Australia's newest and happiest journalism graduates celebrated Jschool's first graduation day at a ceremony in Brisbane. More...
Jschool director Professor John Henningham welcomes journalism graduates, family and friends to Jschool's first graduation ceremony
Martin College principal Jill Lange-Mohr presents Journalism graduate Sean Miyaguchi with his shorthand certificate
Student valedictorian Paul Lancaster addresses the graduation audience
Journalism graduate Stephanie Sager is presented with her diploma by guest speaker David Anderson, executive producer of ABC Radio News
Professor Henningham reads graduate Tom Guerney's citation
All smiles as Jschool's Diploma of Journalism graduates show their diplomas
The journalism graduates with teachers who contributed to their course in 2002
The first graduates of Australia's newest journalism school, Jschool, received their Diploma of Journalism awards at a Brisbane ceremony on November 29.
Parents, partners and friends joined leading journalists in celebrating the students' achievements, which included the hundreds of stories they have already had published in newspapers throughout Queensland and New South Wales.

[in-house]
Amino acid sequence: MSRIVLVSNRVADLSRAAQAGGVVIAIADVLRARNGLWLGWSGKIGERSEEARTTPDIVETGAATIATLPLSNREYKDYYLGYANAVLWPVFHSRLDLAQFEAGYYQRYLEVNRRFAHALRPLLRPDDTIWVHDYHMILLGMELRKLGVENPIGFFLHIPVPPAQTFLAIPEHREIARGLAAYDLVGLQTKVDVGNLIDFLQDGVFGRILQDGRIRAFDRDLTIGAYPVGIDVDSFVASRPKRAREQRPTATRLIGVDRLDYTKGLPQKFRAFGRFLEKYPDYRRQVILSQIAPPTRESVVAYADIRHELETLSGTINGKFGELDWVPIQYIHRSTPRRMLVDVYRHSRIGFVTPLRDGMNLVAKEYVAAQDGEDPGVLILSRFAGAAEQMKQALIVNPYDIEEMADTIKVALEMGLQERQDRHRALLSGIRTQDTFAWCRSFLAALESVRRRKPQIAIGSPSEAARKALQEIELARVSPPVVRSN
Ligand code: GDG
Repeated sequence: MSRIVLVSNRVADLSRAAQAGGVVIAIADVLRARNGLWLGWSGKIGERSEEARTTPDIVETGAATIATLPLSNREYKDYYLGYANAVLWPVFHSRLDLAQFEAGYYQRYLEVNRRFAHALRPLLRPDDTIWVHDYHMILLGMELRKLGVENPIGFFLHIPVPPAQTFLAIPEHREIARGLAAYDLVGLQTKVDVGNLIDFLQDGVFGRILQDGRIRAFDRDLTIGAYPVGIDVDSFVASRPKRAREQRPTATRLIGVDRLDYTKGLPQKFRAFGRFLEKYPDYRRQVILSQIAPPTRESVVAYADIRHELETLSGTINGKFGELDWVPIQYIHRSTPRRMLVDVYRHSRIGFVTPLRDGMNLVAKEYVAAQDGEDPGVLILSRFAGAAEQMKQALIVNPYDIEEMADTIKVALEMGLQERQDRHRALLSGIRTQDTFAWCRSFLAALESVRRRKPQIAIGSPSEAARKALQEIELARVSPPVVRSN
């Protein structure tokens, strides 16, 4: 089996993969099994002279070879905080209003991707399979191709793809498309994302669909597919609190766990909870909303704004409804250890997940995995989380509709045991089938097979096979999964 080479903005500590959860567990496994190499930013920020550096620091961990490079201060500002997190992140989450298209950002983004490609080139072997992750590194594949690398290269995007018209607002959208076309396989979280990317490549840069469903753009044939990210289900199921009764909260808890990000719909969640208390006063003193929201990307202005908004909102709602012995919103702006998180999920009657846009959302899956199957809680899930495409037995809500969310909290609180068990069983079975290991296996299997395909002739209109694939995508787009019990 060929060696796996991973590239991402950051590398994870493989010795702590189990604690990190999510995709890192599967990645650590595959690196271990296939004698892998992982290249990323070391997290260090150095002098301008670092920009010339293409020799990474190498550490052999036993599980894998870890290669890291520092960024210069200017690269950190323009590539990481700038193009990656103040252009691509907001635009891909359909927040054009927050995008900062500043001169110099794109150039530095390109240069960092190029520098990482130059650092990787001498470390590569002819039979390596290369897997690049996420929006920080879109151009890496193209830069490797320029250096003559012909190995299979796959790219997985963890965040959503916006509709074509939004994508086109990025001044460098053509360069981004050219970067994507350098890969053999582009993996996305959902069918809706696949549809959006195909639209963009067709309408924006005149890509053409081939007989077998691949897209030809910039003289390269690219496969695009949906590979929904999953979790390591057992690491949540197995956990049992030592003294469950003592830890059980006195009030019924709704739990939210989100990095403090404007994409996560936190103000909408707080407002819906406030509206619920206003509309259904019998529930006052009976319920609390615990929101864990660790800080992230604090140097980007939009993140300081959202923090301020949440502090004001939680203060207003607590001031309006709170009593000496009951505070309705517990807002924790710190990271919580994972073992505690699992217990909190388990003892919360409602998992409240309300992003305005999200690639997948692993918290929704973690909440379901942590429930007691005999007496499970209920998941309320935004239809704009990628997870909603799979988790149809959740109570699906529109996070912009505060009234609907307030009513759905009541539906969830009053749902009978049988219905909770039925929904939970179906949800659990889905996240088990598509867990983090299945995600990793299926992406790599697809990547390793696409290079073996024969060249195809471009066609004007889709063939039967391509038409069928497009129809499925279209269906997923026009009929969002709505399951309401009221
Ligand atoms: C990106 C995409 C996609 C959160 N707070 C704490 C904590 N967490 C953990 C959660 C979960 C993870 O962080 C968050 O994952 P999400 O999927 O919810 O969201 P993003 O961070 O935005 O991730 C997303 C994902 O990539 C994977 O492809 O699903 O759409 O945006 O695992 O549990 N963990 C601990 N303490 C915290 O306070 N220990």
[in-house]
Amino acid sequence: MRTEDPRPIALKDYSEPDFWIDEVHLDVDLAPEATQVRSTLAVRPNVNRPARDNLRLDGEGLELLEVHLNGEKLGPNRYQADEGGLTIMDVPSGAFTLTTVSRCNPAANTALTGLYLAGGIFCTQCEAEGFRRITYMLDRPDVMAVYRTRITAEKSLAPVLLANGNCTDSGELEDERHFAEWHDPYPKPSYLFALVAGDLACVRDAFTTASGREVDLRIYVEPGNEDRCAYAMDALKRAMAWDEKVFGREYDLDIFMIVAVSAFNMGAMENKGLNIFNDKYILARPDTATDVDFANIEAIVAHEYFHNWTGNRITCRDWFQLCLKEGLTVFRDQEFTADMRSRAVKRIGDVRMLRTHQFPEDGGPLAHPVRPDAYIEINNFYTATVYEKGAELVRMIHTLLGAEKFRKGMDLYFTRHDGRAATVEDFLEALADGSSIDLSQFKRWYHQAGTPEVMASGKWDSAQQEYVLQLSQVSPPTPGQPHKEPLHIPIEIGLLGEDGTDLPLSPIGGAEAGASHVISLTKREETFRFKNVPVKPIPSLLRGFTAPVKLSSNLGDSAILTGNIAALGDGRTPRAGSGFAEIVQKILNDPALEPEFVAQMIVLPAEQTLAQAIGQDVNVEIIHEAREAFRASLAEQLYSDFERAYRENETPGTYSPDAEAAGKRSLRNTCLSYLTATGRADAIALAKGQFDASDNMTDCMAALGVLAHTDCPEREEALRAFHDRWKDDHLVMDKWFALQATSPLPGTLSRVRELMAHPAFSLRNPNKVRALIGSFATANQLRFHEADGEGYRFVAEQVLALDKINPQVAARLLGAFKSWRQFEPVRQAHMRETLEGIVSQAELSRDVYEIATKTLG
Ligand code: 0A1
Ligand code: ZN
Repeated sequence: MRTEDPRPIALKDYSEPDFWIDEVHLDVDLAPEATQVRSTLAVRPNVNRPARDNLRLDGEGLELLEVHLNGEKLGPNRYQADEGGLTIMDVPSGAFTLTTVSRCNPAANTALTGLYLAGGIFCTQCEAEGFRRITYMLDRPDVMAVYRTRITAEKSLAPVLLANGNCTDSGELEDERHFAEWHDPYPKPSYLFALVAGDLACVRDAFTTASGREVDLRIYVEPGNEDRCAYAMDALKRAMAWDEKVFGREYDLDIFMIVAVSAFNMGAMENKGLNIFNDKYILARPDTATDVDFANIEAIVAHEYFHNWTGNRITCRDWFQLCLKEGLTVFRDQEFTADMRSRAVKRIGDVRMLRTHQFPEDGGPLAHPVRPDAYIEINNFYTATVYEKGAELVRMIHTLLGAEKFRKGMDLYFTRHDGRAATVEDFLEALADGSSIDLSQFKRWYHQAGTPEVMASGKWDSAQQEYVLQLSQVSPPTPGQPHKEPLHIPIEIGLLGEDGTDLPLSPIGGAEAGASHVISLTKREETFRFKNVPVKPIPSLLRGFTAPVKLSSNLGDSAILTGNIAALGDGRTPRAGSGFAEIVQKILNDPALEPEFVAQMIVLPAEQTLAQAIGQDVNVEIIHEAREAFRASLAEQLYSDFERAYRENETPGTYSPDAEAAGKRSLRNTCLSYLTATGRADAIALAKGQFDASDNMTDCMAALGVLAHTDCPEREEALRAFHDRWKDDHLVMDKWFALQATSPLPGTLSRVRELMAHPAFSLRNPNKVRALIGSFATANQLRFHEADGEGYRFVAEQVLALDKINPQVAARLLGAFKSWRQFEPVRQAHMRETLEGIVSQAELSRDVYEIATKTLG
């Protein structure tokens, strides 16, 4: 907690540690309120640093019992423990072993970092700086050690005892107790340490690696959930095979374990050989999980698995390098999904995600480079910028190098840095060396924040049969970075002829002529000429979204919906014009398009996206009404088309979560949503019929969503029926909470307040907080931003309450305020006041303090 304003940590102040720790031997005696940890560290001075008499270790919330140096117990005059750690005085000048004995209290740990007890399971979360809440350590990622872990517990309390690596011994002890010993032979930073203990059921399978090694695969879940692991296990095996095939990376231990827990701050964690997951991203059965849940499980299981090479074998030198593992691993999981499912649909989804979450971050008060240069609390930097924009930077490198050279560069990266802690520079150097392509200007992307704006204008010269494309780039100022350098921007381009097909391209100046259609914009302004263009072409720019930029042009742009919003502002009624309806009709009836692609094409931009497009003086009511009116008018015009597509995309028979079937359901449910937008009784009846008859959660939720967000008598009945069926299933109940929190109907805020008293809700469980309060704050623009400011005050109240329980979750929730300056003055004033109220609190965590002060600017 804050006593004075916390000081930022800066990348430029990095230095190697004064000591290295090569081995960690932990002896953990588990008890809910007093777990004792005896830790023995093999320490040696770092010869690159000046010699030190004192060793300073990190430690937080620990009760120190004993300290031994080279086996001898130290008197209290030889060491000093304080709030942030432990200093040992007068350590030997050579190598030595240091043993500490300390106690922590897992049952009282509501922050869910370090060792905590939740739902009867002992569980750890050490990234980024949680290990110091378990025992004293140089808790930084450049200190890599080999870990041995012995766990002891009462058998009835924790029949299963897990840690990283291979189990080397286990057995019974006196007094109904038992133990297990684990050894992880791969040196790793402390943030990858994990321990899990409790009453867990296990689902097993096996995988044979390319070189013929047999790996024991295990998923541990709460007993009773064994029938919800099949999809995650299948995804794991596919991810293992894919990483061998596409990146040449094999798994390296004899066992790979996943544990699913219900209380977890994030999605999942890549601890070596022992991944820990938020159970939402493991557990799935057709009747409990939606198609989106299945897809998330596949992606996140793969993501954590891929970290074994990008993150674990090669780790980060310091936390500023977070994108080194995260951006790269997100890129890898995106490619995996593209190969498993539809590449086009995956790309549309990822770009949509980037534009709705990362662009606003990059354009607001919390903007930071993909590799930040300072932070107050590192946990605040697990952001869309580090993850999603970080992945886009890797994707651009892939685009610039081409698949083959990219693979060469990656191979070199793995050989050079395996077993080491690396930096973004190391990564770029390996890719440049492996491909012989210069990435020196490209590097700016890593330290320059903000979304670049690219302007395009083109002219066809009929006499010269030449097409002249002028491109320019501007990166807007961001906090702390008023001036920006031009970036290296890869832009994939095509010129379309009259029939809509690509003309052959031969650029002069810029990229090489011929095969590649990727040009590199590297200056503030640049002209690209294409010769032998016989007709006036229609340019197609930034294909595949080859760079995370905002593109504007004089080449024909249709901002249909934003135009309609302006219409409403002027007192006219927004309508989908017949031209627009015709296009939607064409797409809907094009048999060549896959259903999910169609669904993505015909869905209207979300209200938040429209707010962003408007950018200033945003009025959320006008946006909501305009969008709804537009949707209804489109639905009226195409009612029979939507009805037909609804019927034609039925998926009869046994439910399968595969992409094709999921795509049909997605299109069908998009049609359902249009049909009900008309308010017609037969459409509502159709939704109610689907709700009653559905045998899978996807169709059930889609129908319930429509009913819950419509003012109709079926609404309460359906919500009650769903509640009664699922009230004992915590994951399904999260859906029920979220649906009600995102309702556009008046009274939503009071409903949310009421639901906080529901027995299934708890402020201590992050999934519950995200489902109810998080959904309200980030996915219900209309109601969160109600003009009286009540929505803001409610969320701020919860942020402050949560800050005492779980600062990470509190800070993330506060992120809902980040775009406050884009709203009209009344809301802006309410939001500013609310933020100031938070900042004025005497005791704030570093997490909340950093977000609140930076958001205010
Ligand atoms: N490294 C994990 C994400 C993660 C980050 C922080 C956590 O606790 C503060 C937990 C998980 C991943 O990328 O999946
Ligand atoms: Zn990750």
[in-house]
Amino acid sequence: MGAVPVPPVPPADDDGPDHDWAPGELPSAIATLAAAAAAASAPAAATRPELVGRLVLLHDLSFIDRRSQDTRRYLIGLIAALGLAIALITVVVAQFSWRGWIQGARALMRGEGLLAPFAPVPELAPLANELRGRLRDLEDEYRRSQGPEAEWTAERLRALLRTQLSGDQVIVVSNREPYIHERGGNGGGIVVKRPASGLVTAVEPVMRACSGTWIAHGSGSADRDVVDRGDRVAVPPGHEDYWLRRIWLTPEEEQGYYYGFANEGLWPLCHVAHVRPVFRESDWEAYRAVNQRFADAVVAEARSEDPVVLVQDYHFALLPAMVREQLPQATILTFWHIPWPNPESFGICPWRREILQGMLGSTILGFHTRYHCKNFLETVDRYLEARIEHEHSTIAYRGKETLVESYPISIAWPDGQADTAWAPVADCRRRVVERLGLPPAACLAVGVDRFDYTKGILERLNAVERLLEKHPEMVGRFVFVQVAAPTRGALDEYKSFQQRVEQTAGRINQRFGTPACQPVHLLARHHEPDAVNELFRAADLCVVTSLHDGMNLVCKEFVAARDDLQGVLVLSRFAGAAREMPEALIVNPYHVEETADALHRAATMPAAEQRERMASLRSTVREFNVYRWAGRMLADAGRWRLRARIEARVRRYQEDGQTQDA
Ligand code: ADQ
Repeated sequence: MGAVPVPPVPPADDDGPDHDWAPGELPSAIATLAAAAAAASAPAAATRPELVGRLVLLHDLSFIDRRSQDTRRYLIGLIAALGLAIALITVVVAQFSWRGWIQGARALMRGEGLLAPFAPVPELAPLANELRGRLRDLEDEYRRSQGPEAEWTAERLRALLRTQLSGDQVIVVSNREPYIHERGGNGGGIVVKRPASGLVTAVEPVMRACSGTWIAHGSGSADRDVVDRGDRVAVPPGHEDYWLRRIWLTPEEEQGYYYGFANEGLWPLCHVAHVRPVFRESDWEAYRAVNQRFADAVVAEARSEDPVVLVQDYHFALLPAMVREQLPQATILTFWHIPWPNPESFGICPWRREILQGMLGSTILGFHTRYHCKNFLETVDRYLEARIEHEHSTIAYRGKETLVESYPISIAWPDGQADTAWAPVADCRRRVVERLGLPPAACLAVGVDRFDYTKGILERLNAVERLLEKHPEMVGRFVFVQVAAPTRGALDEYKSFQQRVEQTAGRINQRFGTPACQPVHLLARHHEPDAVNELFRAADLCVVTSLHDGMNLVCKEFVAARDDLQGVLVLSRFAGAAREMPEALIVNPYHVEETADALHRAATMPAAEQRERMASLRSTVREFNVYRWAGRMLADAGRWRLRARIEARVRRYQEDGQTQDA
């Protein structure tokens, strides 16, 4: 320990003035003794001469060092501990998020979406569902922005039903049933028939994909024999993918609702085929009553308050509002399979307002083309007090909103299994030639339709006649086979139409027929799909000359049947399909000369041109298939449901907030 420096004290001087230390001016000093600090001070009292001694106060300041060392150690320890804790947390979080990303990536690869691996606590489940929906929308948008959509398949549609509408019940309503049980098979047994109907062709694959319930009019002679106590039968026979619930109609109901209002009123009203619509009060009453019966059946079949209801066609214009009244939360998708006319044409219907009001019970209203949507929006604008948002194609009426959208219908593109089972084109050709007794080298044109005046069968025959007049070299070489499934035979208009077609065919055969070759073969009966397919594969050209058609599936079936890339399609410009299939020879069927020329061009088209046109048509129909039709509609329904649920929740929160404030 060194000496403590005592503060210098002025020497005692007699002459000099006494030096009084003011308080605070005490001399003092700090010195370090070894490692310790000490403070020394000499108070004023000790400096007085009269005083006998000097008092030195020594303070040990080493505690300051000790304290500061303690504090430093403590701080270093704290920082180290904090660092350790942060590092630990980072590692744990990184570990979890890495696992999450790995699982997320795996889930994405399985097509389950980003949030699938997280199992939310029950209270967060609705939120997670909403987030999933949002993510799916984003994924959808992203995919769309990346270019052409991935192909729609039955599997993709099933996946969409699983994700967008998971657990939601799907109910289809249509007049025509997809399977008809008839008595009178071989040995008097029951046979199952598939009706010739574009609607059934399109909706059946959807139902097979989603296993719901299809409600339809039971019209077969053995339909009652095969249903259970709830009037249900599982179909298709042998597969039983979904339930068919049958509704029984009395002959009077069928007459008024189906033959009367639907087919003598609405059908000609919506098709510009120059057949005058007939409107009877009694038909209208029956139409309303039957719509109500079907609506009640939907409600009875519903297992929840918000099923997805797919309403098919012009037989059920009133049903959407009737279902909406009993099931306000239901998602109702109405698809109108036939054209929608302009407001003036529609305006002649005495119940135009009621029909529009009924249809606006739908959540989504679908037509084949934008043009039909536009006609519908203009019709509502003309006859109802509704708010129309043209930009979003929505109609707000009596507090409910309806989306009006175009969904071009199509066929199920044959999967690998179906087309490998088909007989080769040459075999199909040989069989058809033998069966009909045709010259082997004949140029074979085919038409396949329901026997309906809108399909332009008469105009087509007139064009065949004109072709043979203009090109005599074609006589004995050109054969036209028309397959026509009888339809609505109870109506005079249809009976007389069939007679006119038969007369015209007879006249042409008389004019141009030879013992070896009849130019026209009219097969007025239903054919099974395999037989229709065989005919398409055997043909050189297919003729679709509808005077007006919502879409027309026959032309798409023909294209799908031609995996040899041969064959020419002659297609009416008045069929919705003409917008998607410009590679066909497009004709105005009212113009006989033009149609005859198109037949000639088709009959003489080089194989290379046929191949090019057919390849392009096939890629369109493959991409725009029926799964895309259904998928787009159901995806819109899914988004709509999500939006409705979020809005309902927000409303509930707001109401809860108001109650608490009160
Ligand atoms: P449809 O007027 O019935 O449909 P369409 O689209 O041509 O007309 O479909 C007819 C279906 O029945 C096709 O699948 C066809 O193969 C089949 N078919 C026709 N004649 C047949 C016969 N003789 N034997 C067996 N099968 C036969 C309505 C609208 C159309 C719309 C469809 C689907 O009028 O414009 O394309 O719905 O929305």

The diplomas were presented by ABC radio news chief David Anderson, who said the students had taken a major step in their career paths.
In a message to the graduates, Courier-Mail investigative journalist and Walkley winner Hedley Thomas urged them to be idealistic and to believe that they could change society for the better.
Student valedictorian Paul Lancaster praised the skills of the many journalists and teachers who contributed to the Jschool program. He said it was a groundbreaking course where students could "learn the craft of journalism and learn it well".
At the same ceremony the students received their shorthand certificates from the principal and Queensland general manager of Martin College, Ms Jill Lange-Mohr. After the ceremony, journalists, teaching staff, families and friends toasted the new graduates at a Chinese banquet in a city restaurant.
Jschool's 2002 graduates are currently either working as interns or cadets with regional daily newspapers.
Director of Jschool Professor John Henningham said he was very pleased with the progress of the first intake of students.
"They've worked very hard and have radiated their enthusiasm and commitment in newsrooms across two states," he said. "I've never known a group of students so happy to be learning and so keen to get their stories into print. It convinces me that we've got the right formula at Jschool, which is unique in Australia for its journalism-focused teaching method."
He said the students' stories had been published in daily and non-daily newspapers between Cairns and Newcastle. They included at least one front page story by each student. Between them, the students have had more than 300 stories published in newspapers this year.